Business Cards: Your Supercharged Mini-Resume

People give me their business cards all the time. I get so many of them that it can be challenging to draw a connection between the business card and the person who gave it to me. Some people seem to think that there is a rule about what should and should not be on a business card. But the business card is simply a pint-sized version of your resume and a powerful piece of marketing collateral that needs to be in every job seeker’s toolkit. Business cards are evolving from being a simple way to capture contact information to a method for learning much more about a person and their qualifications. Here are some suggestions for getting more mileage out of your business card. A couple of these additional touches can go a long way when making an introduction to potential decision makers.

 

1. Include your professional identity.

Rather than just listing your name and contact information, try adding your professional identity such as Award Winning Journalist” or LEEDS Certified Engineer. This quick reference to what you do helps make you more memorable to hiring managers.

 

2. Add a tag line.

A tag line is a brief message that indicates your personal brand and value proposition. For example, a Technology Product Developer might have a tagline that reads:

 

Combining expertise in technology, business strategy, and operations to help organizations define product feasibility, identify customized solutions, reduce time to market, and increase ROI.

 

3. Include a personal quote.

A quote on a business card can help the recipient better understand your philosophy about work and the skills you bring to the table. For example, a construction project manager might have a quote such as:

 

Understanding and implementing budget, scheduling, aesthetics, and technical practices; to balance and proactively manage these components is my top skill.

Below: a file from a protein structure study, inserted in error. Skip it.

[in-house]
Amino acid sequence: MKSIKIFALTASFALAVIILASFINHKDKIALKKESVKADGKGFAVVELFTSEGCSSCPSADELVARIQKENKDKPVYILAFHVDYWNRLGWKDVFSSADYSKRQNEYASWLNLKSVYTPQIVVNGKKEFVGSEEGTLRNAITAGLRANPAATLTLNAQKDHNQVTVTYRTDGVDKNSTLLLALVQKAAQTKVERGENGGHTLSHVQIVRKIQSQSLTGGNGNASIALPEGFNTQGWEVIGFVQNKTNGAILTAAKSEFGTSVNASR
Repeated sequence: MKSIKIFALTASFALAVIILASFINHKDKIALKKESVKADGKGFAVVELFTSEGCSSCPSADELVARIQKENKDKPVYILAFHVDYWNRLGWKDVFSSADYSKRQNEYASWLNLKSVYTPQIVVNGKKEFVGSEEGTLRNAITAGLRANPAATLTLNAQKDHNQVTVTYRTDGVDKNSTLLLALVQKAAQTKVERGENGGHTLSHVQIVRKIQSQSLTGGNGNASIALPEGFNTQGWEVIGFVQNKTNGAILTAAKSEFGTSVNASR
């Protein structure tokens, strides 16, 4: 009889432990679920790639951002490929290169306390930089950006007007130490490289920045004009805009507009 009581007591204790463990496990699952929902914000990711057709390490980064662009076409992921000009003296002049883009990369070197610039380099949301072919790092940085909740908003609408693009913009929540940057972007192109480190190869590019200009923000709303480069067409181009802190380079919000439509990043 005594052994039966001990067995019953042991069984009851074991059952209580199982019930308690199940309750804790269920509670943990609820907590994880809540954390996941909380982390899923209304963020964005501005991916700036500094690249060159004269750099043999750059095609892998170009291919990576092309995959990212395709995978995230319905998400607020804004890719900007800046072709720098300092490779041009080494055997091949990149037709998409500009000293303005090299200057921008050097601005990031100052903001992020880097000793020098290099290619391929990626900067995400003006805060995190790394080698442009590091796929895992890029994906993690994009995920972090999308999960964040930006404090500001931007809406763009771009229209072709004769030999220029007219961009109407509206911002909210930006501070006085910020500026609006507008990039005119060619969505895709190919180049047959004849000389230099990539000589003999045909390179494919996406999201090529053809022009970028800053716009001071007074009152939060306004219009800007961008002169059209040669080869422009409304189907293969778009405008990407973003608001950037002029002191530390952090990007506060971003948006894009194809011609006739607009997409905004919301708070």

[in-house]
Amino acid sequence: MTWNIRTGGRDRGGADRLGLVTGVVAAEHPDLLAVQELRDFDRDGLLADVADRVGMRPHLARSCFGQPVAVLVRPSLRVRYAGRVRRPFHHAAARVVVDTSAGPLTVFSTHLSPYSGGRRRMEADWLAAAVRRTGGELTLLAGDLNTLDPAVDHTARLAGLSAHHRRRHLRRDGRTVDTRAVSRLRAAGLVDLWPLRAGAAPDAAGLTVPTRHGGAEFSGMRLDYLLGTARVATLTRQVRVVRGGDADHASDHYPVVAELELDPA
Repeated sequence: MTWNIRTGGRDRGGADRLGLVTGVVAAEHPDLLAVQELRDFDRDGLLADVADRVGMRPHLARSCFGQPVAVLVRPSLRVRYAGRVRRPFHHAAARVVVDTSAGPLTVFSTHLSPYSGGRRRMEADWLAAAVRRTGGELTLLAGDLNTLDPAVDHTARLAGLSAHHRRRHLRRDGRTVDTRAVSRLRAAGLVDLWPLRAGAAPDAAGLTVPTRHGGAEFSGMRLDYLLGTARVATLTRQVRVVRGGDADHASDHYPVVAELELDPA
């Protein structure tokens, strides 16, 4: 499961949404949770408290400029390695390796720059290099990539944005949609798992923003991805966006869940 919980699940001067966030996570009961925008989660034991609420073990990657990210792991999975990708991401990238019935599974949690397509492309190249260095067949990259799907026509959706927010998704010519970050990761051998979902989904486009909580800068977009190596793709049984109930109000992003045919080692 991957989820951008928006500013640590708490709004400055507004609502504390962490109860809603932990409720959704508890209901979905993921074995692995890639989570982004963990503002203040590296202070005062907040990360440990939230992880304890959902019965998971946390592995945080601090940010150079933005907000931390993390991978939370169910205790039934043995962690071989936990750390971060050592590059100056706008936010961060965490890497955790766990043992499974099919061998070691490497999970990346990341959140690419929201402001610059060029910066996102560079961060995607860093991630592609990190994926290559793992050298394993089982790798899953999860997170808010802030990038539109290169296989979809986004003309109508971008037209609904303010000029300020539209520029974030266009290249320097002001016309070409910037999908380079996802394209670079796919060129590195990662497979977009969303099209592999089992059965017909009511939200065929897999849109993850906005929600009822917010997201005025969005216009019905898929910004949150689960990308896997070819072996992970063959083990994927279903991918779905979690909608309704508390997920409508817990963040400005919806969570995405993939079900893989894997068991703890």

4. Add your LinkedIn url.

Adding your LinkedIn url to your business card is a great way to say “Here’s my resume” without actually saying “Here’s my resume.” Recipients of the card have the option of quickly locating and checking out your online profile if they want to learn more about you.

 

5. Add your Twitter handle.

If you regularly “tweet” content that helps extend your brand and crystallize your value proposition, adding it to your business card is a subtle way to say “Keep watching me to learn more about my areas of expertise and my passion for a particular topic.”

 

6. Add a picture.

Business cards are all about building relationships and offering a keepsake of you that the recipient can hold on to. By adding a picture, you create a visual connection between you and the holder of the card and this visual connection will be reignited each time they glance at the card.

 

By adding just one or two of these ideas to your business cards you will begin to build a stronger brand, create a greater rapport with the people you meet, and become more memorable in crowded networking circles.

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